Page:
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Ozarks Open charities hope to break $1 million mark

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by Abby Beggerly

SBJ Staff

Professional golf hopefuls won't be the only ones setting a precedent during the 1998 Nike Ozarks Open.

Now in its ninth year, the tour hopes to set new standards by breaking the $1 million mark in total proceeds given to benefiting charities since the tournament's inception. To date, the tournament has raised a total of $850,000 over the years.

The Nike Tour is the largest fund-raising event in the area for four local children's charities the Boys & Girls Club of Springfield, Ronald McDonald House of the Ozarks, Southwest Area Special Olympics and A Sporting Chance. The groups not only receive donations, but public exposure.

Dick Jones, director of A Sporting Chance, said the Nike has been great for circulating the names and missions of the organizations among the community.

A Sporting Chance provides disadvantaged or disabled kids with an opportunity to participate in recreational basketball, softball, track and field, integrated golf, football, bowling and swimming programs.

Jones added that without the proceeds from the tour, the organization couldn't offer as many diverse programs or reach as many kids.

"The tournament provides 35 to 40 percent of our budget," Jones said.

Similar objectives are also in mind for Bill Stalnaker, director of the Boys & Girls Club of Springfield. The organization uses social, physical and educational programs to guide and direct kids with varying backgrounds. The activities teach kids ages 6-18 self-esteem, citizenship and good values.

"With the donations (the Nike tournament has) received over the years, it's enabled us to do what we never could have done without it," Stalnaker said.

A new basketball program for Southwest Area Special Olympics is being funded from the tournament proceeds that charity receives, according to the organization's director, Susan Miles.

Donations will fund the new program, along with maintaining the 18 other Olympic-style programs for children and adults with mental and developmental disabilities. Proceeds will also be used to send athletes to state competition.

The public recognition that comes with the tournament is another benefit.

"The Nike is great for promoting the organization and showing the club's presence at the tournament," Stalnaker said.

Each of the four charities supplies volunteers during the event to park cars and assist with Press Day, concessions and the hospitality area.

Every benefiting organization has 80 to 100 volunteers at the event, all bearing organizational insignias on their shirts.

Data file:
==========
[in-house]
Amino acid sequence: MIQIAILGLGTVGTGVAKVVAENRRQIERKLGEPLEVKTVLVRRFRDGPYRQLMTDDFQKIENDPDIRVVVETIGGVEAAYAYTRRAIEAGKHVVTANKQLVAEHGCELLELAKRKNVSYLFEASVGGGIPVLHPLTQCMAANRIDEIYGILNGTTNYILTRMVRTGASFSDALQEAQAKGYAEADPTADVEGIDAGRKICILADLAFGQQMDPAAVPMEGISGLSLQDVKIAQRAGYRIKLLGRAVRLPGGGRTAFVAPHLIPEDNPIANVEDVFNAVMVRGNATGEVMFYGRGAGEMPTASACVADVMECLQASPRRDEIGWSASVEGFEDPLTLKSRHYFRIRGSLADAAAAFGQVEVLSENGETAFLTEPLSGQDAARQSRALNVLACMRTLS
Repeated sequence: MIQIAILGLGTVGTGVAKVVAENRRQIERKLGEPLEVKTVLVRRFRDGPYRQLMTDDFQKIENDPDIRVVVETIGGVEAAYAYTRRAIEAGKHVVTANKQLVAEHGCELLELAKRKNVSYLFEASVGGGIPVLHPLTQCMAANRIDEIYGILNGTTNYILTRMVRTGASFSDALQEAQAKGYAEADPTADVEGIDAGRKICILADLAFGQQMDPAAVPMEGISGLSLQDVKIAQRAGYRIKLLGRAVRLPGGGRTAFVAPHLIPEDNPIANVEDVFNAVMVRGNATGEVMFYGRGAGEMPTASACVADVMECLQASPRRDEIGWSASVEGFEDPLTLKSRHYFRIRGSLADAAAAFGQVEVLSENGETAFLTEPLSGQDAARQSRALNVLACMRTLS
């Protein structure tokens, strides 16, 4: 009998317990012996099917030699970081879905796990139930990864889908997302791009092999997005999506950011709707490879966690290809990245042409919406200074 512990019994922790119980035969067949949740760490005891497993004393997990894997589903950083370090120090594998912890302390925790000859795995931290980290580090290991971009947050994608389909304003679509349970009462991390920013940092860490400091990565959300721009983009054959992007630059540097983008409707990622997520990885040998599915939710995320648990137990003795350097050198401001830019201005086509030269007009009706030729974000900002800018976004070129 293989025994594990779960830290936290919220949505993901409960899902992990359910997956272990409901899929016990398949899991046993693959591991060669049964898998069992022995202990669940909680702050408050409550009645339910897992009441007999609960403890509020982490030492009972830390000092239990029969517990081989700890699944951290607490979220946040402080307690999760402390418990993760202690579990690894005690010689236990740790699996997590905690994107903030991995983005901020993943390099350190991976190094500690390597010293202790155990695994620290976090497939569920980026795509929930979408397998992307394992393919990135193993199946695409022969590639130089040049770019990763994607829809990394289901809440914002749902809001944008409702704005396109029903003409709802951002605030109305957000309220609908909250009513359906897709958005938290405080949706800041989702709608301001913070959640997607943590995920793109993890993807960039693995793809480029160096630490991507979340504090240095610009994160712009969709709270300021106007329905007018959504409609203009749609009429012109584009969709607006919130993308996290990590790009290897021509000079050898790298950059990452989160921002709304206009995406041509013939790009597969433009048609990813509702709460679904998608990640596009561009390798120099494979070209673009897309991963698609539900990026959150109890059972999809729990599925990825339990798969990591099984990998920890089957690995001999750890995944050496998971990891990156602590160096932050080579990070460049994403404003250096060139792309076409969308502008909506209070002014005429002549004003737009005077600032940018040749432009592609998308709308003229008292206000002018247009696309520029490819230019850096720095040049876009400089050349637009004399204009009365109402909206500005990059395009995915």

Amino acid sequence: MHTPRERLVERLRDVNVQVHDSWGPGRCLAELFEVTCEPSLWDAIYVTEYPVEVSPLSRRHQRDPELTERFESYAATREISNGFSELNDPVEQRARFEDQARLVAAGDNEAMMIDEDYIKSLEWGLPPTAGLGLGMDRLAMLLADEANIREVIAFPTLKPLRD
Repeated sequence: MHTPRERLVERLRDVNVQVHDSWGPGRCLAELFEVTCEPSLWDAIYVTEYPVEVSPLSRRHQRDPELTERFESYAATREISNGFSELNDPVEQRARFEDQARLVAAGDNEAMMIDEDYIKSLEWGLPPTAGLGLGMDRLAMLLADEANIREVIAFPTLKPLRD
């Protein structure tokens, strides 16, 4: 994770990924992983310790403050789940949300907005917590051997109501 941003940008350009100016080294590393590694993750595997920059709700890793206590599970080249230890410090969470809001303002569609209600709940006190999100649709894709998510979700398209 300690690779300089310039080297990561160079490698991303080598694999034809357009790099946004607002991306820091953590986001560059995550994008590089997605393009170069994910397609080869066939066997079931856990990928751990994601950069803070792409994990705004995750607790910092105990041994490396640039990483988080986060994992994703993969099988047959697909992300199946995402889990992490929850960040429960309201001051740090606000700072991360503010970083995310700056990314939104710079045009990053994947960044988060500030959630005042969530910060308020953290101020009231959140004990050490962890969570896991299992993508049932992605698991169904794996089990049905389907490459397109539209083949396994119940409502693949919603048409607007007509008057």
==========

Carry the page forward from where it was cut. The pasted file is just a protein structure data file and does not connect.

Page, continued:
Many of the organizations' volunteers initially discovered the charities at past Nike tournaments.

"The volunteer part has really been big," said Bonnie Keller, president and chief presiding officer of the Ronald McDonald House of the Ozarks. "There's a lot of people we solicit on our behalf who learn about the house and end up volunteering during the year."

"A home away from home" is the atmosphere the Ronald McDonald House of the Ozarks provides for families while they travel for medical attention for their seriously ill children.

"Many people don't realize that the Ronald McDonald House is not just a Springfield charity," Keller said. The house helps those from out of the area who must travel to Springfield, she added.

Nine years ago, the Ronald McDonald House was the first and only benefiting charity of the tournament.

"They started adding charities when they realized how successful the event is and the potential," Keller said. "If you really look at different charitable events in the area, this is one of the highest as far as money for charities."

Also, "Last year was the highest ever in the amount of proceeds that each charity received, however, each year there's an expectation to go past the year before," Keller said. "I know that's a major goal to continually raise that and reach so many children."

Not only are organizers planning to break the $1 million barrier, but four new activities have been added to the tour.

"These four new events will generate more revenue, and that's great," Keller said.

The new events are the Consumers Food & Drug Junior Pro-Am, Silver Dollar City Pro-Am, Long Drive Contest and the 19th Green Party.

The junior pro-am will provide kids from benefiting charities and local junior golf program participants an opportunity to play golf with Nike Tour pros.

"Many of the kids in our organization will be given the only chance they may have to play golf," Stalnaker said.

These tour additions helped bring two new benefiting charities on board for the first-ever Silver Dollar City Pro-Am Tournament. Camp Barnabas and Branson Youth Life will be among the beneficiaries of the tournament.

Paul Teas, executive director of Camp Barnabas, said the organization is excited to be associated with the new event. He added that the donations the camp receives will help with camp functions and the construction of a health facility and physician's housing, needed for the seriously ill kids who attend through the summer.

"We have been very fortunate because of Peter and Jack Herschend, the owners of Silver Dollar City," Teas said. "They have been great mentors to the camp, especially Peter, who has been a real champion."

It was through the camp's affiliation with the owners of Silver Dollar City that it hooked up with the tour, Teas said.

Branson Youth Life is an interdenominational ministry to teenagers. The charity provides a caring environment through volunteer and staff role models. The organization promotes resistance programs addressing drugs, alcohol, suicide, peer pressure, gangs, violence and runaways.

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